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Don’t expect the EU to ban Russian gas any time soon

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After a month of haggling over how to ban Russian oil, only to get a watered-down compromise that lets pipelines keep flowing, EU sanctions on Vladimir Putin’s energy exports have reached “the end of the road.”

That was the assessment of Belgian Prime Minister Alexander De Croo on Tuesday, summing up the tortuous negotiations which ended in a fudge that let Hungary off the hook.

The logical next step in tightening pressure on Moscow would be to ban Russian gas. But for De Croo and others, that would risk hurting the EU more than Putin. Their reluctance is likely to harden further after new economic statistics released Tuesday showed inflation in the eurozone had soared to 8.1 percent in May, and any further supply shocks from Russia would almost certainly send household energy bills even higher.

While the bloc has committed to ending its reliance on Russian fossil fuels, French President Emmanuel Macron did not sound in any hurry. “I think nothing should be ruled out because nobody can tell how things will evolve, how the war will evolve,” Macron told reporters at the European Council in Brussels when asked about banning Russian gas.

One EU diplomat privately described the oil sanctions as a tipping point: “Of course, things can change if something drastic would change on the ground in Ukraine. But today, gas is not an option.”

Yet there is a political price to pay from calling time on energy sanctions, too.

France’s President Emmanuel Macron (C) with Italy’s Prime Minister Mario Draghi (R) and President of the European Council Charles Michel (L) at the European Council Building in Brussels | Emmanuel Dunand/AFP via Getty Images

For one thing, giving up on targeting gas will undoubtedly feel like abandonment to Ukrainian President Volodymyr Zelenskyy. In a speech via videoconference to the European Council summit on Monday, Zelenskyy had pleaded for a ban on “all” Russian energy sources. Since the war started, EU countries have spent tens of billions of euros on importing Russian gas, oil and coal — revenue that helps Putin pay for his invasion of Ukraine.

Those payments will continue. While coal is being phased out, the partial oil ban will take months to phase in. Even when deliveries by ship are eventually prohibited, pipeline supplies will keep flowing, under the terms of the exemption secured by Hungary’s Prime Minister Viktor Orbán.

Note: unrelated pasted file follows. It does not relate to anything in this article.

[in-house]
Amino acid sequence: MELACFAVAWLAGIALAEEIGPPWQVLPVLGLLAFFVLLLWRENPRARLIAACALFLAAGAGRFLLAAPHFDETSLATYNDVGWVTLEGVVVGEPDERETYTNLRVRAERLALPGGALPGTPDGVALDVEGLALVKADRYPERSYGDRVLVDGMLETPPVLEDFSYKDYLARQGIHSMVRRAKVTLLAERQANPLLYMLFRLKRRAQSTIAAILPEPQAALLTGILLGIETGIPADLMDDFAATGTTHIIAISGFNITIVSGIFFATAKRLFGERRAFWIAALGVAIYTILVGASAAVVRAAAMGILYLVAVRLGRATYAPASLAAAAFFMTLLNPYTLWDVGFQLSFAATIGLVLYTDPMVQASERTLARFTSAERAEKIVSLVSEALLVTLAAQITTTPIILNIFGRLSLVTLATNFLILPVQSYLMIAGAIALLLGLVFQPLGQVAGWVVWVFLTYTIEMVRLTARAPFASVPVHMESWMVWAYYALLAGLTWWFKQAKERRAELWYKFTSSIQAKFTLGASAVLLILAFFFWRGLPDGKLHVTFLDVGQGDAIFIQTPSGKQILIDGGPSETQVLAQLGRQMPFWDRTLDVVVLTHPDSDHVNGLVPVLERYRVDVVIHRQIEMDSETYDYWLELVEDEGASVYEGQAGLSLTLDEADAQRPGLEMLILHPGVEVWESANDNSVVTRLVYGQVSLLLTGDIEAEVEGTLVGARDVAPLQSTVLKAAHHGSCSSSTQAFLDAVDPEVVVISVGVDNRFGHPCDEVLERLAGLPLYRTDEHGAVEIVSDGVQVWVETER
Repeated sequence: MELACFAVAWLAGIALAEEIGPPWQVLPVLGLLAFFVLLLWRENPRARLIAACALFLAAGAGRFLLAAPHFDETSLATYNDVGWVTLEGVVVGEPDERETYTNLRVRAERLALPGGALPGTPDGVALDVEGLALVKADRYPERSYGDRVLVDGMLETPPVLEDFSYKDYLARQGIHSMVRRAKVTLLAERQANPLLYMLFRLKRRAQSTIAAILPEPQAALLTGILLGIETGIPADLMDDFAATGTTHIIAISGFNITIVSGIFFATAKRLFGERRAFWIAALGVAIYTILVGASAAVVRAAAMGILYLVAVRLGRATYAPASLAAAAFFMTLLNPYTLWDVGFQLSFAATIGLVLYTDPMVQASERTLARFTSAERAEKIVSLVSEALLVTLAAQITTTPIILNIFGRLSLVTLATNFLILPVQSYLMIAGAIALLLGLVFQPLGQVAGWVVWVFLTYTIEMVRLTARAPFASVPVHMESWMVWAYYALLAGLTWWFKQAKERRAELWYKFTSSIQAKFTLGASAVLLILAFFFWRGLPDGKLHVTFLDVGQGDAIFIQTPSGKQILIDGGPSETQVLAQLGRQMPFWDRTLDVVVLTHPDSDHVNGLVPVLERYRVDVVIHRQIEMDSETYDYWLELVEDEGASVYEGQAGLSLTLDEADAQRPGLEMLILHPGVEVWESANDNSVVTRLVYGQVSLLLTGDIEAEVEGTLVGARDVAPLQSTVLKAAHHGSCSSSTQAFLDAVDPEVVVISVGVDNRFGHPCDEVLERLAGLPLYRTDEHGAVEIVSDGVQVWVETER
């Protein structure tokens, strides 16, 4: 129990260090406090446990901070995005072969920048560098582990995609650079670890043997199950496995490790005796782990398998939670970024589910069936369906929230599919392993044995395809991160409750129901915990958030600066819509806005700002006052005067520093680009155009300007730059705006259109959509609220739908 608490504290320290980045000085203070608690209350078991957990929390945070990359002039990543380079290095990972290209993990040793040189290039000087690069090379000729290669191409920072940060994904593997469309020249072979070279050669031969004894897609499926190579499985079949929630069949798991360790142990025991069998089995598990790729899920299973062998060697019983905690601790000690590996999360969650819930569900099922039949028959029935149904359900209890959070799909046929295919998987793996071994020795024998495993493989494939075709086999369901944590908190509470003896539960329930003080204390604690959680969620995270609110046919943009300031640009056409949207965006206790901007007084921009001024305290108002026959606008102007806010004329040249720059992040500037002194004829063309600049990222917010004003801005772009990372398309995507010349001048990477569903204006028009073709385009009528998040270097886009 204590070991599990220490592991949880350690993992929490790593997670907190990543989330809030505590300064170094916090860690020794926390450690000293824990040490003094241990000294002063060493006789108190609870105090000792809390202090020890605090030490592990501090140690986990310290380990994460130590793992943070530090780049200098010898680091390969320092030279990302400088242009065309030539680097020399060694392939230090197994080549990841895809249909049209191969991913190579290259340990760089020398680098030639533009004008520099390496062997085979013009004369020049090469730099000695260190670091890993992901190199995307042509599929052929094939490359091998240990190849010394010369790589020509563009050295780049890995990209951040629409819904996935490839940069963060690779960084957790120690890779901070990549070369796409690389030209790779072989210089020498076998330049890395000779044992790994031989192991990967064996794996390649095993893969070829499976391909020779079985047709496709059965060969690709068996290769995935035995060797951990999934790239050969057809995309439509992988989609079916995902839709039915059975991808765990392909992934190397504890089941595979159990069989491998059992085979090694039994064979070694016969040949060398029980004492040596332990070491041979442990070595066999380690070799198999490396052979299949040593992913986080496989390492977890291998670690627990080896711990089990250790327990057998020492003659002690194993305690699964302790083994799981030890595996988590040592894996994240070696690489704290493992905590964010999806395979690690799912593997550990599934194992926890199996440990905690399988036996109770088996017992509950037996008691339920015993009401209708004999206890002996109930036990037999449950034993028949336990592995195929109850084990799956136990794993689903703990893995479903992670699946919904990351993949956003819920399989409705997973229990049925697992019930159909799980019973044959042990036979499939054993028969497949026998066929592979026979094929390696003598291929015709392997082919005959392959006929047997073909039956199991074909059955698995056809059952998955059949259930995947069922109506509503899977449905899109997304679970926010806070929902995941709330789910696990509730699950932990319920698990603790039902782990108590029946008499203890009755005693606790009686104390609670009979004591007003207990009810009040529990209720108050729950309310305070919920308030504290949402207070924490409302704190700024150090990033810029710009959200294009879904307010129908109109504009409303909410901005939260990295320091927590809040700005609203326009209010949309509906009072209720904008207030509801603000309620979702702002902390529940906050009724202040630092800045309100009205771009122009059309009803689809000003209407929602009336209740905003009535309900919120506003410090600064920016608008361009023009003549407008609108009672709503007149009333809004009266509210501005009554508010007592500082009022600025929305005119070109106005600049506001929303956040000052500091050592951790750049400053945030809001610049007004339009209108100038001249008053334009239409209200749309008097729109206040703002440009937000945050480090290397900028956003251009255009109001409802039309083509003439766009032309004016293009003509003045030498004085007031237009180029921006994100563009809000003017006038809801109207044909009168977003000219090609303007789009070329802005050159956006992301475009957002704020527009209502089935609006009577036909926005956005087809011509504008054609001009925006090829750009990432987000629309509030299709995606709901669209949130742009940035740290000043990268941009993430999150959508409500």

To get Hungary and other landlocked countries on board with the oil embargo, EU leaders tactically avoided in-depth discussions on the next sanctions package at their meeting on Monday. There was also no mention about next steps in the summit conclusions.

Banning Russian oil was divisive, but failing to ban gas will also split the EU.

Ukraine’s staunchest supporters, especially in the Baltic countries, want the EU to continue ramping up the penalties until Putin is vanquished. They are still insisting gas should be next, hoping the opposition will eventually abate.

“The stronger the sanctions, the quicker the war will end,” Latvia’s Prime Minister Krišjānis Kariņš said on Tuesday. “Three months after the start of the war, we have gone sanction after sanction after sanction, ever tighter ever tighter, notwithstanding the fact that the sanctions also negatively affect us, European Union’s member states.”

Hurting Europe

Estonian Prime Minister Kaja Kallas also wants gas included in the EU’s next round of sanctions. But she acknowledged this was unlikely after the drawn-out negotiations over oil. “Gas is of course much more difficult than oil already was,” she said.

“All the next sanctions will be more difficult because so far they have only hurt Russians,” Kallas added. “But now they’re also having effects on Europeans, and that’s why it’s much more politically difficult.”

Europe is far more reliant on Russia for gas — 40 percent of its gas supply — than coal or oil. Economic powerhouses like Germany and Italy have already warned over the impact if Brussels were to suddenly end Russian gas imports.

Western European leaders, some of whom have already begun voicing exhaustion with the war or even hinted that Ukraine should make territorial concessions to achieve a cease-fire, seem increasingly reluctant to take additional painful steps.

Austrian Chancellor Karl Nehammer, whose country sources around 80 percent of natural gas from Russia, said the gas embargo will not be discussed in a next sanctions package. 

While Germany is already reducing its reliance on Russian gas, it’s still heavily reliant on Moscow to keep its energy supply flowing. A wide range of landlocked countries like the Czech Republic, Hungary and Slovakia would also quickly run into trouble without Russian gas.

Apart from the economic concerns, there are the politics of the process of designing sanctions packages in Brussels. European Commission President Ursula von der Leyen is likely to be wary of getting her fingers burned on a gas embargo, after she struggled to get the oil ban through.

It took 26 days since she first proposed a “complete ban” on all Russian oil imports to deliver a vaguely worded outline agreement on an embargo that is still only partial and won’t make an impact for months. The wait before the EU cuts out Russian gas looks set to be a lot longer.

Giorgio Leali, Jacopo Barigazzi, David M. Herszenhorn, Leonie Kijewski, Lili Bayer and Camille Gijs contributed reporting.

This article is part of POLITICO Pro

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